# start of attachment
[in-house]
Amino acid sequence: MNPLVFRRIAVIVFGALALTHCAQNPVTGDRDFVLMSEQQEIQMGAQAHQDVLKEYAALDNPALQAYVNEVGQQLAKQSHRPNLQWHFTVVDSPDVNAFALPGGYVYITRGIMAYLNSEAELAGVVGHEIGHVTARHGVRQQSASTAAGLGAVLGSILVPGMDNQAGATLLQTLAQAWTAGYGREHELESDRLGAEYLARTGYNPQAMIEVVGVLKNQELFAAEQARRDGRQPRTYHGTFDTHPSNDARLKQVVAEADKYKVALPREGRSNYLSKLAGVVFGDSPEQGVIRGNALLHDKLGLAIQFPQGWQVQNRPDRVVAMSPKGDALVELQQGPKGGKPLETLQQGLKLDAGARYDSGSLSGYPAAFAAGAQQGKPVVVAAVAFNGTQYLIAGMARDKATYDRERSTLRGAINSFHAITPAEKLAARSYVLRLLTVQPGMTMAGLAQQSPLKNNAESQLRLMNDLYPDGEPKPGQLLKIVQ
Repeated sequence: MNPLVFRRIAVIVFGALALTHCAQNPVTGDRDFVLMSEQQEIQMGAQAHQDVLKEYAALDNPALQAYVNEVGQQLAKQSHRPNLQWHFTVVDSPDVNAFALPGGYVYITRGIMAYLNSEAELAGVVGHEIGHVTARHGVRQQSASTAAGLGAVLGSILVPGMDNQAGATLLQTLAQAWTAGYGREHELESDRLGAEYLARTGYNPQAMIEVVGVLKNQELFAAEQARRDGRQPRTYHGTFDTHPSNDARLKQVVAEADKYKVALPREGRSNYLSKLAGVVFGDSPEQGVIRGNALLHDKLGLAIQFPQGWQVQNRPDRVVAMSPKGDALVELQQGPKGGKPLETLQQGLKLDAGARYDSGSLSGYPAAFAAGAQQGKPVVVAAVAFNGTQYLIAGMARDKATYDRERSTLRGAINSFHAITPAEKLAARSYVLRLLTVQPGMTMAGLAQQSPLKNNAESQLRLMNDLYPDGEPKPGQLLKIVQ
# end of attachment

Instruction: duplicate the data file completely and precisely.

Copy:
[in-house]
Amino acid sequence: MNPLVFRRIAVIVFGALALTHCAQNPVTGDRDFVLMSEQQEIQMGAQAHQDVLKEYAALDNPALQAYVNEVGQQLAKQSHRPNLQWHFTVVDSPDVNAFALPGGYVYITRGIMAYLNSEAELAGVVGHEIGHVTARHGVRQQSASTAAGLGAVLGSILVPGMDNQAGATLLQTLAQAWTAGYGREHELESDRLGAEYLARTGYNPQAMIEVVGVLKNQELFAAEQARRDGRQPRTYHGTFDTHPSNDARLKQVVAEADKYKVALPREGRSNYLSKLAGVVFGDSPEQGVIRGNALLHDKLGLAIQFPQGWQVQNRPDRVVAMSPKGDALVELQQGPKGGKPLETLQQGLKLDAGARYDSGSLSGYPAAFAAGAQQGKPVVVAAVAFNGTQYLIAGMARDKATYDRERSTLRGAINSFHAITPAEKLAARSYVLRLLTVQPGMTMAGLAQQSPLKNNAESQLRLMNDLYPDGEPKPGQLLKIVQ
Repeated sequence: MNPLVFRRIAVIVFGALALTHCAQNPVTGDRDFVLMSEQQEIQMGAQAHQDVLKEYAALDNPALQAYVNEVGQQLAKQSHRPNLQWHFTVVDSPDVNAFALPGGYVYITRGIMAYLNSEAELAGVVGHEIGHVTARHGVRQQSASTAAGLGAVLGSILVPGMDNQAGATLLQTLAQAWTAGYGREHELESDRLGAEYLARTGYNPQAMIEVVGVLKNQELFAAEQARRDGRQPRTYHGTFDTHPSNDARLKQVVAEADKYKVALPREGRSNYLSKLAGVVFGDSPEQGVIRGNALLHDKLGLAIQFPQGWQVQNRPDRVVAMSPKGDALVELQQGPKGGKPLETLQQGLKLDAGARYDSGSLSGYPAAFAAGAQQGKPVVVAAVAFNGTQYLIAGMARDKATYDRERSTLRGAINSFHAITPAEKLAARSYVLRLLTVQPGMTMAGLAQQSPLKNNAESQLRLMNDLYPDGEPKPGQLLKIVQ